Fishing trawlers banned up to a distance of 10 km. from the coast

Olive Ridley turtles have started to arrive for mating in sea near Rushikulya rookery in Ganjam district of south Odisha.

Adequate security arrangement has been made for protection of these endangered turtles. According to Berhampur Divisional Forest Officer (DFO), S.S.Mishra during past few days sporadic mating of Olive Ridleys was being observed in sea near the rookery. At present, on an average, around 30 to 40 mating turtle pairs were being observed in the sea.  Mating of Olive Ridleys picks up in this area in last week of December and January.

As precautionary measure fishing by trawlers in the sea near the rookery up to a distance of ten kilometres from sea coast has been banned from Nov 1 till end of May. This has been done to enable safe mating, nesting of Olive Ridleys and secure return of turtle hatchlings after they hatch on the Rushikulya rookery coast.

Forest department has started using two boats to patrol the area to check illegal entry of fishing trawlers into this region. One of these boats was of forest department while the other trawler used for patrolling purpose had been hired. As per the DFO during patrolling some trawlers from Andhra Pradesh had been rounded by the forest department patrols in recent past. They were sent back after warning as they were not found to be fishing. “If after this any fishing trawlers were located in the area where fishing has been banned they would be seized,” said the DFO.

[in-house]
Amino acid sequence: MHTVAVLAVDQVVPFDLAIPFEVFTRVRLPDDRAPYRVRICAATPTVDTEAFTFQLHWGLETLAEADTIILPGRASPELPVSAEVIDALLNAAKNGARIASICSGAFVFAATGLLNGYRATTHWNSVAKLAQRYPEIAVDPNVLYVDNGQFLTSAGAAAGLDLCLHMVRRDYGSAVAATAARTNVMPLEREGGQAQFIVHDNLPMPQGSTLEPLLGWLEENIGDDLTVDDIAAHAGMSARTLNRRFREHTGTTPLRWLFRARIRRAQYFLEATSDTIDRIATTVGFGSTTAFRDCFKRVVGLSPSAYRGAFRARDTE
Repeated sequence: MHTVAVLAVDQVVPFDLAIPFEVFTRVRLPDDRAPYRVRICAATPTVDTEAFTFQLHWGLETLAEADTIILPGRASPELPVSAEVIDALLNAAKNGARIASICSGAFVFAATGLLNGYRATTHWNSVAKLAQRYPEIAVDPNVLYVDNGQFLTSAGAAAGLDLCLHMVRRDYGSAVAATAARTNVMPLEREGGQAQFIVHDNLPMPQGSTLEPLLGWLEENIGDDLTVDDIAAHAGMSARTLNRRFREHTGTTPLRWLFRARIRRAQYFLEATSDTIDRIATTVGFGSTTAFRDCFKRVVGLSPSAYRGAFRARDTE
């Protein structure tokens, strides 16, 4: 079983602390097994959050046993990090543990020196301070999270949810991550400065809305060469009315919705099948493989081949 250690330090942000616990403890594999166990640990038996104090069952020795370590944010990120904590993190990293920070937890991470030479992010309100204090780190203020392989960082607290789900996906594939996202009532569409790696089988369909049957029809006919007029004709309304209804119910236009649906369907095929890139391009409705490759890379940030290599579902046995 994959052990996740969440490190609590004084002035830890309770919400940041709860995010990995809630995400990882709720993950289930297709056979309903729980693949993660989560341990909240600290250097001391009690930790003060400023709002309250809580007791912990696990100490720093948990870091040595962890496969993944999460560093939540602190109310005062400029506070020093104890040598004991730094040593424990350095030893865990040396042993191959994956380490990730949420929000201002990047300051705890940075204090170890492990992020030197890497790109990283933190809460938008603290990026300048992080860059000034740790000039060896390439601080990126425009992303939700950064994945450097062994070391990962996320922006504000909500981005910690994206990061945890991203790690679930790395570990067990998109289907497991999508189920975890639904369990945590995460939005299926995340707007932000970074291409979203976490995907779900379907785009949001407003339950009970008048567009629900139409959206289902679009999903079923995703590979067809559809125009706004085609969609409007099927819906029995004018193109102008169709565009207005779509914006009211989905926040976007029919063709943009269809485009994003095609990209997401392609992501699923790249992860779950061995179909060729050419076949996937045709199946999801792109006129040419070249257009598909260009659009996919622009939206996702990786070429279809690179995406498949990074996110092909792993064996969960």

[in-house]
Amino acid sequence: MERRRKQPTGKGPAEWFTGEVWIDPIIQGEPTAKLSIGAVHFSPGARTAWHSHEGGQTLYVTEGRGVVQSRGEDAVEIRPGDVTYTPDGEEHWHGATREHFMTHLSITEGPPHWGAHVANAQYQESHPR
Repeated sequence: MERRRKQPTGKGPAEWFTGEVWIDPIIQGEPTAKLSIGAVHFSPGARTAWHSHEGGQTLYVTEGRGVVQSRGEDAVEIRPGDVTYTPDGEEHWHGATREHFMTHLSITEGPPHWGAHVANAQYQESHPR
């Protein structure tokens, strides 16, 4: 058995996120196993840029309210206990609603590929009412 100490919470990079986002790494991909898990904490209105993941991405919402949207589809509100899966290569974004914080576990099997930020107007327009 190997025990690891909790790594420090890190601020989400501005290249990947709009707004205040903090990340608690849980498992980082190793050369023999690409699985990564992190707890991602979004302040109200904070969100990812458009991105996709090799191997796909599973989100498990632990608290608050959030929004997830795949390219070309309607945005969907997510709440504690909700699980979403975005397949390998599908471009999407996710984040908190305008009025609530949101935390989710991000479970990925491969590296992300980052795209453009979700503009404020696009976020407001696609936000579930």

With the arrival of Olive Ridleys to this coast, some carcasses of these marine turtles have also started to float down to the Ganjam coast line. According to forest officials, till now they had located twenty carcasses of the turtles on this coast. Most of them had died of natural causes. Forest officials were too cautious about the fishing trawlers as they were major cause of death of these turtles.

Forest department was also arranging for a floating jetty to be established near Purunabandha village to help in patrolling and vigil of the sea during the mating, nesting and hatching time of the turtles.


Usually the males return after the mating season. But the females stay near this coast till nesting. They come down to the coast for mass nesting usually from last week of February. But their sporadic nesting starts from end of January. After laying their eggs and burying them in sand, the mother turtles also return. The eggs incubate on their due to the heat of sand and they hatch after 45 days. The newborn hatchlings return back to sea without any assistance from their parents.

  • Forest department has started using two boats to patrol the area

  • A floating jetty to be installed near Purunabandha village